Attorney Suing JFK Assassination Files Awaits Release (VIDEO)

What really happened in Dallas, Texas the day John F. Kennedy was assassinated? Many believe the answers lie in a treasure trove of records kept secret by the CIA and other agencies.

New York City Attorney Larry Schnapf filed a lawsuit against President Joe Biden and the National Archives in October. He demands the release of all secret information, about 16,000 documents.

“We are learning from sources within the national archives that there will be a significant release, but the CIA is still requesting that records be moved. So we’ll find out on Thursday how many records will be released,” Schnapf said. “I don’t think anyone thinks there’s going to be a smashing weapon that gets released. That will answer the question of who killed the President. they would not have put anything in writing.”

SASHA INGBER OF NEWSY: There are many conspiracy theories surrounding this secrecy. Do you think that’s justified?

LARRY SCHNAPF: I think the failure to release the records contributed to a lot of the conspiracy theories. But we believe the CIA is at least hiding evidence that it had an operational interest in Lee Harvey Oswald—the alleged presidential assassin—before the assassination. At least they were aware of him. And if he was indeed the suspected assassin, they might have been able to stop him.

New documents related to JFK's assassination could be released

New documents related to JFK’s assassination could be released

Will we finally find out what really happened in Dallas on November 22, 1963?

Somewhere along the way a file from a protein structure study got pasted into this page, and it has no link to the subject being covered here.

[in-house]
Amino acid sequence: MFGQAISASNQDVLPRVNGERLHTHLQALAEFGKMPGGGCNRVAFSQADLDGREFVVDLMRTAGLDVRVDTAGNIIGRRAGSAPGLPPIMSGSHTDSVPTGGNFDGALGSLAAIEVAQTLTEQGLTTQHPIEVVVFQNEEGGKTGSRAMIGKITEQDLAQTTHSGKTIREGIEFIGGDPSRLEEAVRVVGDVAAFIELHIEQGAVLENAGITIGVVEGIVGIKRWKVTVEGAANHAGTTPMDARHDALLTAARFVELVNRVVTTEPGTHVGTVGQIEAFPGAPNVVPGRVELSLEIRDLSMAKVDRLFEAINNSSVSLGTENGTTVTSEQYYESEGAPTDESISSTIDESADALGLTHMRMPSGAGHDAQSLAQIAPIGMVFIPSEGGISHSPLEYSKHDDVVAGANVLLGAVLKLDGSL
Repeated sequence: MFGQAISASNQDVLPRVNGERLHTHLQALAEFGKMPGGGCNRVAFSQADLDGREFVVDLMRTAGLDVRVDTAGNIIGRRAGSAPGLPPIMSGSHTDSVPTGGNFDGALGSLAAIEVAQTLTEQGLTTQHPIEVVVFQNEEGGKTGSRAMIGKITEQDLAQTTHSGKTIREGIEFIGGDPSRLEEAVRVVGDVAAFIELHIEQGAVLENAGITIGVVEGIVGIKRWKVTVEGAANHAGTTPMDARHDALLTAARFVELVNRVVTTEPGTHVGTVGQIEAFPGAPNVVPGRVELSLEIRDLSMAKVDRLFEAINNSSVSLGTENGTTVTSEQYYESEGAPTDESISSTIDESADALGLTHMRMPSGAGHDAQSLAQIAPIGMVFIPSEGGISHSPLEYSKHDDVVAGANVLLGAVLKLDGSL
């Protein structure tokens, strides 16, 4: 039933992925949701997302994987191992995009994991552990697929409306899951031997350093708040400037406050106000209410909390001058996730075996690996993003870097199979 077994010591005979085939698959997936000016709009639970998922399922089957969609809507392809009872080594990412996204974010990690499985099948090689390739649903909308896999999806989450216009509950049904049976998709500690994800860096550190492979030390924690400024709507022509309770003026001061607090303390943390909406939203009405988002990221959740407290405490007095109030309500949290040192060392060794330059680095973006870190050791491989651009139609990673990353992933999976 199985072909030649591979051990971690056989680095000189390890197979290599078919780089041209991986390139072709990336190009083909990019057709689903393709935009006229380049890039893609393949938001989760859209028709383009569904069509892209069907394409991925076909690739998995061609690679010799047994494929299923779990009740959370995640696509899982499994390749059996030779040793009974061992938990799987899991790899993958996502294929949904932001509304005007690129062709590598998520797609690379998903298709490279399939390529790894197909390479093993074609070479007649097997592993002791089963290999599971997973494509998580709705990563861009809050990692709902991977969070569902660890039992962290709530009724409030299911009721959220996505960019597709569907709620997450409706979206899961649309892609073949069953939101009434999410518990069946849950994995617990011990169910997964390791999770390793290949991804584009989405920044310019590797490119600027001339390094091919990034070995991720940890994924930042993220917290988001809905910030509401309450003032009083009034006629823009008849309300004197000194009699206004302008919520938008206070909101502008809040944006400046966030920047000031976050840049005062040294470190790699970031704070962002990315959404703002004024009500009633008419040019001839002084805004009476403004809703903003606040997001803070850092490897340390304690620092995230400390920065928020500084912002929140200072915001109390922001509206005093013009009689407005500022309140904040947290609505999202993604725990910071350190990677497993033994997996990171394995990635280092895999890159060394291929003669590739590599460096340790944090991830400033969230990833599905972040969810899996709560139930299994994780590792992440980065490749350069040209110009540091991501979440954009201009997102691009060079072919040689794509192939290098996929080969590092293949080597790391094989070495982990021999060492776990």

He is particularly interested in the Joannides files. They concern a deceased CIA officer who allegedly oversaw the training of a group of anti-Castro Cubans before the disastrous Bay of Pigs invasion, when Kennedy insisted that the CIA change plans to cover up US involvement.

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“There’s a possibility that the CIA in particular had an interest in Oswald and that the reason they withheld records is that they would be embarrassed if that information came out,” Schnapf said.

The chair of the now-defunct Assassination Records Review Board last week also called for the documents to be released to restore confidence in the government, writing, “Mr. President, it’s long past time we cleaned up.” He said most in Government informants named in the documents are believed to be dead. And above all, he wants the release of a KGB file on Oswald.

Sasha Ingber is the National Security Correspondent for Newsy’s Washington, DC office. Before joining Newsy, she was a breaking news reporter for NPR, covering major national and international events including the Trump administration’s denuclearization talks with North Korea, former Special Counsel Robert Mueller’s Russia investigation, the arrest of Wikileaks founder Julian Assange and the Hong Kong protests. Sasha is a regular author of articles and videos for National Geographic and is Associate Editor of a Smithsonian culture and travel magazine. As a Pulitzer Center on Crisis Reporting grantee, her work has also appeared in The Washington Post Magazine, The Atlantic, ESPN, and other publications. In 2016 she co-founded Music in Exile [], a multimedia nonprofit that documents the music and stories of refugees. Her travels to Iraq and Bangladesh have resulted in collaborations with the US Holocaust Memorial Museum and the International Committee of the Red Cross, as well as media appearances on major radio shows and moderating panel discussions for the Kennedy Center. Before embarking on a career as a journalist, she worked at the US State Department monitoring and debunking Russian disinformation. She has a master’s degree in writing from Johns Hopkins University and a bachelor’s degree in radio, film and television from the University of Wisconsin-Madison. Follow Sasha on Twitter @SashaIngber. @SashaIngber?ref_src=twsrc%5Egoogle%7Ctwcamp%5Eserp%7Ctwgr%5EAuthor

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